# Doppler Shift and the Pulse Repetition Interval

Suppose that I have a signal $$x(t)$$ consisting of $$N$$ pulses at a given frequency $$\omega_{c}$$. I space them $$T$$ seconds apart, ie the Pulse Repetition Interval (PRI) for the waveform is $$T$$.

Now this signal bounces off a target and experiences a large Doppler shift, such that the compression of the pulses are evident. My question is -- does the PRI change as well?

In other words, are each of the waveforms still $$T$$ seconds apart, or does the PRI scale with the Doppler shift?

I guess the question really is, should the model of the second pulse be:

$$x(t-T) \underset{v}{\rightarrow} x(\frac{t -T - \tau}{v})$$

or

$$x(t-T) \underset{v}{\rightarrow} x(\frac{t -T}{v} - \tau)$$

or

$$x(t-T) \underset{v}{\rightarrow} x(\frac{t}{v} - T - \tau)$$

Where $$\tau$$ is the target delay and $$\frac{1}{v}$$ is the Doppler shift.

Note: A similar question is asked in the DSP Stackexchange question Doppler Shift of Phase Coded Pulse Compression Waveform

• It will not effect the PRI because that is something you specify. Lets say that you send out pulses at 1 per second or 1 Hz. Consider a moving target that is half a second away with a very large Doppler due to its speed. Assume the extreme case that the pulse shortens in time so much that it looks like an impulse. The pulse hits the target, compresses, and returns with a delay but you will still wait the remaining half second to send the next pulse because you specified it at such. The equation you are looking for is akin to the third. – Envidia Sep 20 at 5:25
• @Envidia Your answer seems to be completely different from Mohammad M's... – The Dude Sep 25 at 1:10
• Yes it is, because the way I defined the PRI is different. The view he is coming from is if you repeatedly send pulses out and collect the returns as a single signal. In that case, if you were to try and derive the PRI by looking at the pulse return instants, they would be different due to the pulse being shortened in time due to Doppler. – Envidia Sep 25 at 19:54
• I misread your question. I assumed that your signal was a collection of individually collected pulses, sent out at the PRI. I see now that you defined the transmitted waveform as a collection of N pulses in where you will measure the PRI change due to Doppler, which is the case that Mohammad explains. – Envidia Nov 11 at 20:16

Actually the PRI also changes. There is a complete explanation about this topic in "Cobbold - Foundations of Biomedical Ultrasound" chapter 10 (Pulsed Methods for Flow Velocity Estimation and Imaging).

Consider a case where PRI of emitted pulse is 1 s and the wave speed is 9 m/s and the object is 10 m away and moving with speed of 1 m/s toward the antenna. The first echo will be received 2 seconds after the emission (after 1 seconds, the object moved 1 meter toward the antenna and placed 9 meter away from the antenna and the transmitted wave traveled 9 meter away from the antenna). For the next pulse the echo will be received 1.8 seconds after the emission (considering the object is moved closer to the antenna during the PRI between first and second pulse). So the first echo received at t=2 and the second echo received at t=2.8 and the PRI would be 0.8 s (the same is true for the next pulses until the object passes over the antenna).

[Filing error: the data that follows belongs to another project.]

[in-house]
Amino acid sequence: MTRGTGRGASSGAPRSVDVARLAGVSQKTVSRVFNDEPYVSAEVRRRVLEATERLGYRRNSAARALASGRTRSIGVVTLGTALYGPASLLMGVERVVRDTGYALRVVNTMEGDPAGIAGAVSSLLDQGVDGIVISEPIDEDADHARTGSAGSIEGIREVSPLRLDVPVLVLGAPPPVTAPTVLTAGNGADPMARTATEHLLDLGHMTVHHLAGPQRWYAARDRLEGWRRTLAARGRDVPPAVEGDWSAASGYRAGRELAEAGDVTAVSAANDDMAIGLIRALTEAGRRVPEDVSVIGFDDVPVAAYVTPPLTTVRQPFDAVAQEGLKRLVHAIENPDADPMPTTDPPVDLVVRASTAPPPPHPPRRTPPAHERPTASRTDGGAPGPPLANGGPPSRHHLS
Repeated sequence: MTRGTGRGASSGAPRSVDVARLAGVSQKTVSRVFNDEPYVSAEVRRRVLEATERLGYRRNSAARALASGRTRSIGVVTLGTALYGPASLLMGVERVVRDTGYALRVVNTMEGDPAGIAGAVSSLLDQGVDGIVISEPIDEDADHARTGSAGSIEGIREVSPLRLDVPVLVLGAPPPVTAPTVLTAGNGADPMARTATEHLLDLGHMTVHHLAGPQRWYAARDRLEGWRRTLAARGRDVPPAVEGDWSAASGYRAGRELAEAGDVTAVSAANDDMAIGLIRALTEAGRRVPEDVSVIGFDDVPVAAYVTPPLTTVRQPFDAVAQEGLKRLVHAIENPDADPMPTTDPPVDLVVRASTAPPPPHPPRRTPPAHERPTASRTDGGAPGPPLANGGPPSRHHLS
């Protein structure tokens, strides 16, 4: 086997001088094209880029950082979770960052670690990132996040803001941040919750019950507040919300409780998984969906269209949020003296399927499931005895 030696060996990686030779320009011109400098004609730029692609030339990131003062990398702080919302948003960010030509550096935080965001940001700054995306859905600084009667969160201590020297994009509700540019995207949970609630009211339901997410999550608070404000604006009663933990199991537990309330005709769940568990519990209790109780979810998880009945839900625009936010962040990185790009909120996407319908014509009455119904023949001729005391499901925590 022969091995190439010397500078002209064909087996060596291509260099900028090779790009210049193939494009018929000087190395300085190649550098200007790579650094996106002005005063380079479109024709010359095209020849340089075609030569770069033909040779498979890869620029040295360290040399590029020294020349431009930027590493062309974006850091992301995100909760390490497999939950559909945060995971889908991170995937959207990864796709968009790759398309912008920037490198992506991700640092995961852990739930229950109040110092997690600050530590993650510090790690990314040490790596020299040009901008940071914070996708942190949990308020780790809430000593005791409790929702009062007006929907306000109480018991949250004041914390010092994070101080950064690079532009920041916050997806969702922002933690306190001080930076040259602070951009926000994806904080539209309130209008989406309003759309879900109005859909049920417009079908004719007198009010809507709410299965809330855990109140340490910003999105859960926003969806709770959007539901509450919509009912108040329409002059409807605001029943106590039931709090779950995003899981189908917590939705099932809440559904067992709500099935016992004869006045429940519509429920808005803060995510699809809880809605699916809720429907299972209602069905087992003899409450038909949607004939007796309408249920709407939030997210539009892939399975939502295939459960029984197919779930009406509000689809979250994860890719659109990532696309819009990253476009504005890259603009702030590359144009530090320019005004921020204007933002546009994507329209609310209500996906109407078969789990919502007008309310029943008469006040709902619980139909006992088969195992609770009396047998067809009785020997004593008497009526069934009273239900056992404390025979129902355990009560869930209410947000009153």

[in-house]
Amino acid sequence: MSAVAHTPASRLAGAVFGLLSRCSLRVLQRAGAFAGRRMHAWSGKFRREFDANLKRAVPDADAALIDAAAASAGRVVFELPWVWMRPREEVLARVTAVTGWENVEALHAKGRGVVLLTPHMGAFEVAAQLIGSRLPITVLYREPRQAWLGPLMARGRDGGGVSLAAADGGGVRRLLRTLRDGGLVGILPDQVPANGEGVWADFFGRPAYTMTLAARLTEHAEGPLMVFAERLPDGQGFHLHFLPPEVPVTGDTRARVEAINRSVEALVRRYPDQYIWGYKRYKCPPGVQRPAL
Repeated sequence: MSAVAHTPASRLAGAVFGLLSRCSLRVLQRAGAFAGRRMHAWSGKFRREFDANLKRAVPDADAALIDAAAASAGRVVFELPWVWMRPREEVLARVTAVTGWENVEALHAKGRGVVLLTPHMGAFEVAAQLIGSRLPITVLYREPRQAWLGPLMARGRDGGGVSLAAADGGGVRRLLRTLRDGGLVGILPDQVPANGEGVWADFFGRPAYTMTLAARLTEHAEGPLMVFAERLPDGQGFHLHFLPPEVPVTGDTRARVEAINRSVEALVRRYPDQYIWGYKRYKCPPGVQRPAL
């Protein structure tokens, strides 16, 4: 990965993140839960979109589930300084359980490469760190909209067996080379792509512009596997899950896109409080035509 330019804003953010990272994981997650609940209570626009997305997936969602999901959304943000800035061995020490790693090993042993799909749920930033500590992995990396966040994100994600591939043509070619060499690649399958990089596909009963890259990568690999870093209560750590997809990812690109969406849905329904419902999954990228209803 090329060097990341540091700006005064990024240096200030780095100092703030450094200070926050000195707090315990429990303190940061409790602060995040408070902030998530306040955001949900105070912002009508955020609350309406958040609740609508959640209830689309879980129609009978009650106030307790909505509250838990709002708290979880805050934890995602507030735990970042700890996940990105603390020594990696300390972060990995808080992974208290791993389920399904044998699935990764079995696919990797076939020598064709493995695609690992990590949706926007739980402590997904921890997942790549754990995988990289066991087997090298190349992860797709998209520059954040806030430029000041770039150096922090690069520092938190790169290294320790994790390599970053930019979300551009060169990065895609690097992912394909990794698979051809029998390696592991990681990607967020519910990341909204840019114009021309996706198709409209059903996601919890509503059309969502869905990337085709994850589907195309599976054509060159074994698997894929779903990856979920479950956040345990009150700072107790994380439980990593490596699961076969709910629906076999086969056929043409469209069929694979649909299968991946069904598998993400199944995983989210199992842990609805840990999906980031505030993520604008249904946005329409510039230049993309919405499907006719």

Also the transformation you have here is something like x(t - (x0-vt)/c ).

• This is quite interesting. Thank you for the reference. Interestingly, your answer completely contradicts the one I got in the comments from @Envidia – The Dude Sep 25 at 1:11

The Pulse Repetition Interval (PRI) is chosen based on the maximum unambiguous range you want to detect. The waveform of a pulsed radar is usually represented by the pulse duration $$\tau$$, the pulse repetition interval (PRI) $$T$$, or the pulse repetition frequency (PRF) $$f_p$$. PRI is the time interval between two adjacent pulses.

Target range is the distance between the target and the radar. It can be determined by measuring the time required by the pulse to travel to the target and return. The target range is given by:

$$R = c \tau_d/2$$ where $$c$$ is the speed of light, $$\tau_d$$ is the time delay, and the factor 2 accounts for the round-trip delay.

If the time delay is smaller than the PRI, the range determined by the above equation is unambiguous. If the PRF is too high or the PRI is too short, the echo pulses from the target might arrive after the transmission of the next pulse, and then the range measured might be ambiguous. The maximum unambiguous range is given by: $$R_{\rm unamb} = c (T-\tau) /2.$$

• This is not what I was asking at all. This is simple copy and paste from any radar textbook, even wikipedia perhaps. – The Dude Sep 25 at 1:11